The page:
• slc

    As an aspiring science writer and Cosmic Variance fan, I enjoyed this post and look forward to the new blog. I think there is a definite need for better science communication whether it is through blogging, journalism, books, TV, or whatever. You’re right, writers and scientists need to find new ways to work together. Thanks, Sean! I always enjoy your posts.

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  • Low Math, Meekly Interacting

    I do agree that, ideally, blogging would be no substitute for science journalism. The problem is, in my opinion, the overall state of science journalism is so poor, I’m not sure if we’d be any worse off for losing it. In fact, I’ve recently witnessed the dismay of some scientist-bloggers over the butchery their own efforts with journalists were subjected to. While getting it from the horse’s mouth may at times be biased, and often well over my head, I can at least try to understand what I can, take a wide sampling to temper individual perspectives, and not worry that the level of discourse has been so dumbed-down as to be simply inaccurate, and hence less valuable than complete ignorance.

    I’m not sure who or what is responsible for this. It’s easy to pick on the likes of newspapers, or the journalists, but I suspect they’re stuck giving the public what they want. Probably, if some-or-other paper made an effort to improve, it would be rewarded by their readership fleeing to other, less demanding sources.

    In sum, the enemy is us, and science journalism is probably helpless to change the market forces our collective demand generates. Meanwhile, some individuals at least now have somewhere else to go, and that’s a good thing.

  • Yvette

    I was dipping my toe into the science journalism pool about a year ago, and ended up putting that on hold. The reason is because even incredibly experienced ones I talked to seemed to have problems getting and holding jobs, and any field where the guy who writes 50 cover articles for Time has issues is not one I need to be getting into! So for now, I’m going to start a Physics PhD instead.

    Interestingly enough though, I have an older sister off in biology grad school who is now intent on doing science journalism once she finishes. Runs in the family I suppose? :)

  • Eric R. Olson

    I think it’s great to have scientists interacting with the public directly via blogs. But one thing to keep in mind is that scientists are biased toward the success of their own work. It’s the job of the science journalist–as it is for all journalists–to play the role of independent watchdog.

    Playing that role isn’t as glamorous or exciting as spouting off about the latest cool gadget or discovery but it’s part of the larger role that journalism plays in a democracy. And in some ways it’s becoming more difficult as large institutions go direct via the web and cut out the “middleman,” as it were.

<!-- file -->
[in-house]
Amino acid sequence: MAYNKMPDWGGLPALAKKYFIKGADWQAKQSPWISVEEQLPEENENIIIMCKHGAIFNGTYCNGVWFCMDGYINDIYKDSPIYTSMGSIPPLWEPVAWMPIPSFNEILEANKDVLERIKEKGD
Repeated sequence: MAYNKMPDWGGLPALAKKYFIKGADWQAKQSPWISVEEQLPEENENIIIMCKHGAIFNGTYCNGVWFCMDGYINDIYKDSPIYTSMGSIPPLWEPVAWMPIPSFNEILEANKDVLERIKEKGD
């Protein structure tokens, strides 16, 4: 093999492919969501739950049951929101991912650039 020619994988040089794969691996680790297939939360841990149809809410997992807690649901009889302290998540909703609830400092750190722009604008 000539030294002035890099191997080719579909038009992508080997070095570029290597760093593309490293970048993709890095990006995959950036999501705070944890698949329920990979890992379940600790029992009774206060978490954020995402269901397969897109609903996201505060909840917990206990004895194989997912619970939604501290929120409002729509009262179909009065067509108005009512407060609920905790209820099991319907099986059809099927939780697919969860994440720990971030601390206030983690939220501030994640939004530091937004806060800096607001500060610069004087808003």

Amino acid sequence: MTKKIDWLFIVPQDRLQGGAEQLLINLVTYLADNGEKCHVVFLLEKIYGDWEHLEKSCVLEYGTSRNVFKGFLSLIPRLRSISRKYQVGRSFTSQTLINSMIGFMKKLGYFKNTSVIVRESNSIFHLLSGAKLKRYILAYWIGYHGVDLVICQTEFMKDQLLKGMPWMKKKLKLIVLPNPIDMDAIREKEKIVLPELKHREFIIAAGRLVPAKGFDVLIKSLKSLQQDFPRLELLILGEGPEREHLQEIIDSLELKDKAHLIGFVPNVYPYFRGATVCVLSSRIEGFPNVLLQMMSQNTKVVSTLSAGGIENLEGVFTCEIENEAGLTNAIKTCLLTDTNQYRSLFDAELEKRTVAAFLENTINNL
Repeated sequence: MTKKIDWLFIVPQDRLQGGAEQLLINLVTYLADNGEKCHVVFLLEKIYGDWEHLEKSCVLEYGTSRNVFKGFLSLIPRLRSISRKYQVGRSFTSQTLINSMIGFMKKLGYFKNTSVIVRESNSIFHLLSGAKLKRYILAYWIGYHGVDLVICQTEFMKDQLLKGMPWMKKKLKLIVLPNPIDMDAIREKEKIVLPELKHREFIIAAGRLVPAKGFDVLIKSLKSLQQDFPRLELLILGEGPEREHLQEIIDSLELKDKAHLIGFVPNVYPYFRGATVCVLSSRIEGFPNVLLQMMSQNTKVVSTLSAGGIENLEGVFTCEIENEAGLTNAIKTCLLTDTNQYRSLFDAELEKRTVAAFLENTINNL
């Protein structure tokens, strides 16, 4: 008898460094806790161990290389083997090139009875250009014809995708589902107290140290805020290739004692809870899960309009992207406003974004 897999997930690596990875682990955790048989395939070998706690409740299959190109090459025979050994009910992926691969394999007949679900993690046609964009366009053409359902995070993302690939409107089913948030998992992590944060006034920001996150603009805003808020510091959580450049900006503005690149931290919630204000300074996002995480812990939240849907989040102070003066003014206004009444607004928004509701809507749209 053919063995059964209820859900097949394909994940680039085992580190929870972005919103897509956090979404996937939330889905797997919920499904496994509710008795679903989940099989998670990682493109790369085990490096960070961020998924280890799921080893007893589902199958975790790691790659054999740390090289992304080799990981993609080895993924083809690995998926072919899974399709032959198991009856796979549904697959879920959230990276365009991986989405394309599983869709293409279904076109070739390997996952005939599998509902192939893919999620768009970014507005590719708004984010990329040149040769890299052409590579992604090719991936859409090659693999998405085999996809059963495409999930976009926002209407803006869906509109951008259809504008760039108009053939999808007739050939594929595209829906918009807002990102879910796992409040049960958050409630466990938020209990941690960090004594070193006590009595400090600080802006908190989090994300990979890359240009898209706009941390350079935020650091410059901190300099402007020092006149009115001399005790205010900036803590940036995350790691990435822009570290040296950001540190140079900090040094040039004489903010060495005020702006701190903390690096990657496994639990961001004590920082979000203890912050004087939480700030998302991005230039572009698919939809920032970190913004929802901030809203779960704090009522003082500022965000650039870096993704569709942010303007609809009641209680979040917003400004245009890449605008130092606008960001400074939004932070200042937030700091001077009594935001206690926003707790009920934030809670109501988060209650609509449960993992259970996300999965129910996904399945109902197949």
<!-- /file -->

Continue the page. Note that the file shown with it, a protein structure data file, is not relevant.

• eddie

    I keep hearing variants on “blogging will never replace journalism”. Mainly from bloggers who have put the proverbial lampshade on their heads and are pointing; “they went thataway”.

    If what you mean by the phrase is that readers are reading blogs rather than papers then, dude, it already has for many and the numbers are stacking up. If you mean something other than that, then why? It’s been said that professional journalists have all these things like neutrality, a budget, etc but there’s little evidence that readers are getting any value for this.

    If journalists were doing all the things they claim to be good for, would we have had WMDs, anthrax, you name it where they pushed a lie for some corporate interest or other? Michael Brooks upthread was moaning about an imagined conflict of interest and Sean pointed out that there wasn’t one. Even if there were, what readers want is the writer to have a real interest in the subject, just as we have. Instead, what we get is what Low Math… said: Extremely low standards and butchery of the facts.

    For professional journalists, the only real defence of their behaviors seems to be that they are writing for a wider audience, that they are controlled by editors, proprietors and such. The fact that the interests of bloggers and their readers (all four of them) are aligned is a good thing. The fact that bloggers are not beholden to others is a good thing. The fact that bloggers know their subject as their day job is a good thing. Tell me again what journalists are good for.

  • Valerie Jamieson

    You know, I’d like to see people show science journalists some love for a change. We root out stories you might never otherwise hear of, report the facts, and tell great stories about science and scientists. We bring science to a wide audience, helped along the way by people digging and recommending articles to others. And there are really skilled journalists out there who make all that look very easy. Trust me, it isn’t. Newspaper and magazine business models rely largely on advertising – so do websites like this one. Advertising revenues are dropping and there’s a real danger that there won’t be any science in newspapers or science magazines in the future. How do you fancy a world where you can only get your fix of science from the blogosphere? I, for one, wouldn’t. While there are great science blogs out there that are updated regularly and provide wonderful insight into science, there’s a lot of rubbish out there too.

  • Low Math, Meekly Interacting

    It’s almost creepy how these things come up.

    I went to Nude Sensationalist to find a typical bad article, and look what they’ve got:

    Now, I’m not blaming all science journalists by any means, and I like a few very, very much. But, again, the overall state of the field strikes me as rather pathetic. Not only do I not worry about losing it all that much, I don’t worry about losing most newspapers either. Evolution, baby. I say, start a science journalism co-op or something, go indie. Charge a subscription fee, and see where it gets you. I guarantee if it’s good I’ll pay up and read.

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About Sean Carroll

Sean Carroll is a Senior Research Associate in the Department of Physics at the California Institute of Technology. His research interests include theoretical aspects of cosmology, field theory, and gravitation. His most recent book is The Particle at the End of the Universe, about the Large Hadron Collider and the search for the Higgs boson. Here are some of his favorite blog posts, home page, and email: carroll [at] .